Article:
Tuesday, April 15, 2014
Agent Orange Toxic Legacy Still Expanding
By Rudy Reda
Agent Orange was a deadly mixture of two dangerous herbicides known as 2,4-D and 2,4,5-T that was used by American forces during the Vietnam war. For many years millions of people in Vietnam were exposed to this deadly mixture, friendly and foe; but it was not only in Vietnam that people were being exposed. Here at home, so were many Americans.
Companies like Dow Chemical, Monsanto and Diamond Alkali were producing vast amounts of this chemical concoction at various factories around the country. These factories contaminated the areas around them, as well as locations downstream from their toxic release into rivers such as the Passaic River in New Jersey.
Although today the U.S provides medical claims for veterans who have been affected by Agent Orange, the government still dispute many claims of expose purely based on location. According to the government, the key locations for Agent Orange exposure were in Vietnam, ships in the ocean off the coast of Vietnam as well as ships conducting operations nearby, the Korean demilitarized zone, Thailand military bases, test and storage facilities all over the globe including within the U.S, and lastly airplanes which were used in Vietnam that may still have chemical residue in post-war conditions. If a person did not reside at one of these locations during the peak of Agent Orange use, the government is most likely going to argue that ailments have not been caused by Agent Orange exposure.
This lack of acceptance that there has been Agent Orange use elsewhere is causing significant amount of suffering for others who have been legitimately exposed to the deadly chemicals. One such example of this situation is with members of the Maine Army National Guard who had been sent for training in Canada. These American soldiers report that there has been the use of Agent Orange at the base in they resided at and that this usage is the cause of their illnesses, yet the American government will not accept that idea. The current governor of Maine recently signed a bill into law which calls on the federal government to investigate the situation so that these American veterans can receive disability aid for their exposure, according to the Portland Press Herald.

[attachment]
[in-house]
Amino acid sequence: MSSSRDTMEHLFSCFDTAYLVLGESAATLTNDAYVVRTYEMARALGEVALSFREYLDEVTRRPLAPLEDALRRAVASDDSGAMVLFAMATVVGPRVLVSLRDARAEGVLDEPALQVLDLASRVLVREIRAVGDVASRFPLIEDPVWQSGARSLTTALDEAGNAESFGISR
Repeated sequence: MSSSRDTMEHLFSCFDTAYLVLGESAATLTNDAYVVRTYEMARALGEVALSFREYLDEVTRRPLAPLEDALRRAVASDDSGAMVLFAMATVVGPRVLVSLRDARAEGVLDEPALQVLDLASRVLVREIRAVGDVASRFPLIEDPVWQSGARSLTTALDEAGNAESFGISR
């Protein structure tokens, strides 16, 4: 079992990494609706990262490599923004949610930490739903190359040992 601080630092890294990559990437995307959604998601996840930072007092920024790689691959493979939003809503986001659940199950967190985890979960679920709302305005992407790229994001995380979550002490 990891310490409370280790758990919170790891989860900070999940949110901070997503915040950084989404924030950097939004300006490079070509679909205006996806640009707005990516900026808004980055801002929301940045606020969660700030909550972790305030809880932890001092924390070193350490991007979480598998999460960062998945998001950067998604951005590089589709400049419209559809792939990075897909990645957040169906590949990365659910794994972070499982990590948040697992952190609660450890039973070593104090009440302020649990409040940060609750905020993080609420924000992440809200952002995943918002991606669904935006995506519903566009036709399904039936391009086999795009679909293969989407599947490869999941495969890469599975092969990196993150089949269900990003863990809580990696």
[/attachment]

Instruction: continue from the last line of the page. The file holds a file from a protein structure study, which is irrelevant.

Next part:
Today one half of this dangerous chemical, 2,4,5-T, is banned. While the other, 2,4-D, is in fact very much still in use around the United States. Even without its other half, 2,4-D is an extremely toxic and dangerous chemical. Despite this fact, the chemical companies which produced Agent Orange still wish to see an increase in the use of 2,4-D today but not on the battlefield, but on our food. With the growing use of genetically modified crops throughout this country there is a push to approve the use of 2,4-D resistant crops. The impact of this could be detrimental to not just Vietnam veterans but all Americans alike. This chemical has a high ability to leach out of the soil in which is sprayed on and into the groundwater where it can spread.
The use of Agent Orange is not a shining chapter in American history, yet it is one in which we fail to close the book on. Despite the years that have passed, we have yet to fully repay our debt to those who we have caused illness upon and have even taken an attempt to increase partial use on food despite knowing the risks involved. All that we need to do is look to the past and see the suffering that those who have been affected now face and realize that as a whole, our country has some serious work to be done to correct our errors in history.
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